The BadChristian Benteke was a flop.  Player acquisition strategy and the manager never really seemed to be synchronized.  The defense and holding midfield continued to frustrate leaving Liverpool vulnerable to shockingly bad results at times. 

 

What’s Next? – Time for Klopp to start bringing in “his players”.  He has a track record for identifying and developing stars on a budget in the same way that Spurs have come up from the second tier to the top tier over the past two seasons with Harry Kane, Dele Alli and Eric Dier.  Perhaps Divock Origi is Klopp’s Kane but he’ll need to add a couple more impact players before Liverpool can be considered serious contenders for the top four.

 

Stoke City

The Good – The transformation from Pulis-ball to something more entertaining continued with occasionally spectacular results.  Bringing in players like Shaqiri who are capable of goals like the crazy 30+ yard chip he scored from a wide position must make it far more enjoyable to be a Stoke City supporter in 2016 than it was in, say 2010.  Marko Arnautovic was, perhaps, the embodiment of the transition blending skill with a physical style on the wing to break out with eleven goals.  Another top half finish that seems to be about as much as the Potters can realistically hope for.

 

The Bad – The injuries, especially to the defense, were devastating over the second half of the season.  Bojan took a decided step back in performance this season. Shaqiri seemed plagued by niggling muscle injuries.  Like Southampton, there’s a mild lingering question of “what if” in a season when the Potters did finish above the defending Champions. 

 

What’s Next – Keeping Marko Arnautovic is definitely the big summer priority.  He was Mark Hughes’ most consistent attacking performer.  After that the job should be evaluating the long term health of the defense and deciding how to supplement that group to ensure that Mark Hughes has his first choice group more frequently.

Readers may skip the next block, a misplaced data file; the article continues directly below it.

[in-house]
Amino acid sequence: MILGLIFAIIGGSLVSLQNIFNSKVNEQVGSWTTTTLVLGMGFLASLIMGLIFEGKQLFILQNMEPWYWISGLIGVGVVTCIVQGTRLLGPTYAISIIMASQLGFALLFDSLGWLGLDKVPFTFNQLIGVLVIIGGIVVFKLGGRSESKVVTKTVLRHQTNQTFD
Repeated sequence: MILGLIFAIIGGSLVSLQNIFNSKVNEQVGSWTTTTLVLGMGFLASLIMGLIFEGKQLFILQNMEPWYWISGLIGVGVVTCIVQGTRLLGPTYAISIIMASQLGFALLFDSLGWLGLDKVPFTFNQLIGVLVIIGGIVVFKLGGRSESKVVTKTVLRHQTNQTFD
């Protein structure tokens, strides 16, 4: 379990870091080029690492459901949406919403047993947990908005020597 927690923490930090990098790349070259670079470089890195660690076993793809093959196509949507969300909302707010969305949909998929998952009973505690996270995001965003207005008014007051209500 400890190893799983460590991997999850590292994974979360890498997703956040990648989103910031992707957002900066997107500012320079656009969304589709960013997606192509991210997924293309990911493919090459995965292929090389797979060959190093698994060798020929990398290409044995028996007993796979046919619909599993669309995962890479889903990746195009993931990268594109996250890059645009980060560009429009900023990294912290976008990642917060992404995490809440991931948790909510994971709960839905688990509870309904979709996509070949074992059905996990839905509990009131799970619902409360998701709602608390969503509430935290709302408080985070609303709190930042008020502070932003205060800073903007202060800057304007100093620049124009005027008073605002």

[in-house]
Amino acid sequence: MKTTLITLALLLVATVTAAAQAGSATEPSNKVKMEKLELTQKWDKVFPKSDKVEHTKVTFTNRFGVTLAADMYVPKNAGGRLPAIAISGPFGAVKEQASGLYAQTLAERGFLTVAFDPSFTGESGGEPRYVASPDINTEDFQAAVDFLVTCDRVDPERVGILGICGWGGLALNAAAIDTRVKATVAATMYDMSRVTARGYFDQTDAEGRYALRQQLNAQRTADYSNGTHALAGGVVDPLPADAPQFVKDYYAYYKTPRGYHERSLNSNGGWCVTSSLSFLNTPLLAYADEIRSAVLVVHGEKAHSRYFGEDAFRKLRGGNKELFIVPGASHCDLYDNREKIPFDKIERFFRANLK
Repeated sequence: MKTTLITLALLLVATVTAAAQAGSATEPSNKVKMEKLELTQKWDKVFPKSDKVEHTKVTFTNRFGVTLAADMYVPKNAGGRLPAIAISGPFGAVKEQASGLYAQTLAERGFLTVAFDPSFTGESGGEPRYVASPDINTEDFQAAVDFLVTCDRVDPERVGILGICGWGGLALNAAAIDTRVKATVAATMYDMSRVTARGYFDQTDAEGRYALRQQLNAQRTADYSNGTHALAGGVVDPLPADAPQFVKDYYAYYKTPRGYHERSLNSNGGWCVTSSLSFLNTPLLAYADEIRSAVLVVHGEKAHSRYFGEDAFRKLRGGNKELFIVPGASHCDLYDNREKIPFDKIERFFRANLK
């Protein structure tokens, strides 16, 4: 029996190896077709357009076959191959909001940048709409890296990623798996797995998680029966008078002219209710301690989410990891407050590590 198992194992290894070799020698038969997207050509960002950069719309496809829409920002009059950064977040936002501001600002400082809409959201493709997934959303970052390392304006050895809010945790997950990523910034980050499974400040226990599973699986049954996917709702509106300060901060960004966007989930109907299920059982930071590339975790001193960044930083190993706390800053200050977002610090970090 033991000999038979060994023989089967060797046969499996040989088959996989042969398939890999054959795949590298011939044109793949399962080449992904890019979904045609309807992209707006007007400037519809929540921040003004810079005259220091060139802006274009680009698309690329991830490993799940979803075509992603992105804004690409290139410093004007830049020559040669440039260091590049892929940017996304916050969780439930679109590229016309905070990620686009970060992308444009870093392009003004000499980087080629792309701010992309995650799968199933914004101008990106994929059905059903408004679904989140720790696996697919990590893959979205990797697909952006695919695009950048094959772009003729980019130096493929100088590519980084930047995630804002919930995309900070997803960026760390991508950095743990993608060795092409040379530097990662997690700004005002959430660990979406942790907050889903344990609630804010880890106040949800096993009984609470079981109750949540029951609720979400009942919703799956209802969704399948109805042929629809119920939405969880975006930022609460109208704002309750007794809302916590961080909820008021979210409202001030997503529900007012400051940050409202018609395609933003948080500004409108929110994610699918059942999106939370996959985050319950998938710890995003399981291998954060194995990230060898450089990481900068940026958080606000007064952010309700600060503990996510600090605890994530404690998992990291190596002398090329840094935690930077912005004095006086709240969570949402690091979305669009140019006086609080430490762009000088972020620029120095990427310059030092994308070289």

Chelsea

The Good – Not a lot of good came out of this season for Chelsea other than the discovery that Willian can really strike a set piece. 

 

The Bad – If Leicester City supporters can look back on the 2015-16 season as an “unqualified success” then maybe Chelsea supporters would be justified in calling 2015-16 an “unqualified disaster”.  The Jose/Eva debacle.  Flirting with relegation for nearly half a season.  Eden Hazard not scoring until April.  Huge, and hard to explain, regressions from Nemanja Matic and Thibaut Courtois who went from being considered among the best young players at their positions in the World to fighting for starting spots.  The Kurt Zouma injury.  Branislav Ivanovic aging rapidly.  

 

What’s Next? – Antonio Conte arrives and he will have to decide how to rework the squad.  Defensive reinforcements are almost certainly required at multiple positions as is a forward that can compete with/back-up Diego Costa.  The big questions will be what Conte sees in Courtois, Matic, Fabregas and Hazard who have fluctuated wildly over the past two seasons.

 

Everton

The Good – Um…they finally decided it was time to let Roberto Martinez go. They got new ownership that looks like it won’t be as cash-strapped as the previous group.  There’s young talent here.  Goodison Park was featured in one of my favorite movies of 2015, Creed.

 

The Bad – Seriously, most of this past season was pretty rotten at Goodison Park.  The results, including a hiding from Liverpool in the Merseyside derby had supporters calling for Martinez’s head long before the ax actually fell.  John Stones regressed significantly.  Ross Barkley stagnated.  Romelu Lukaku seems likely to be on his way this summer.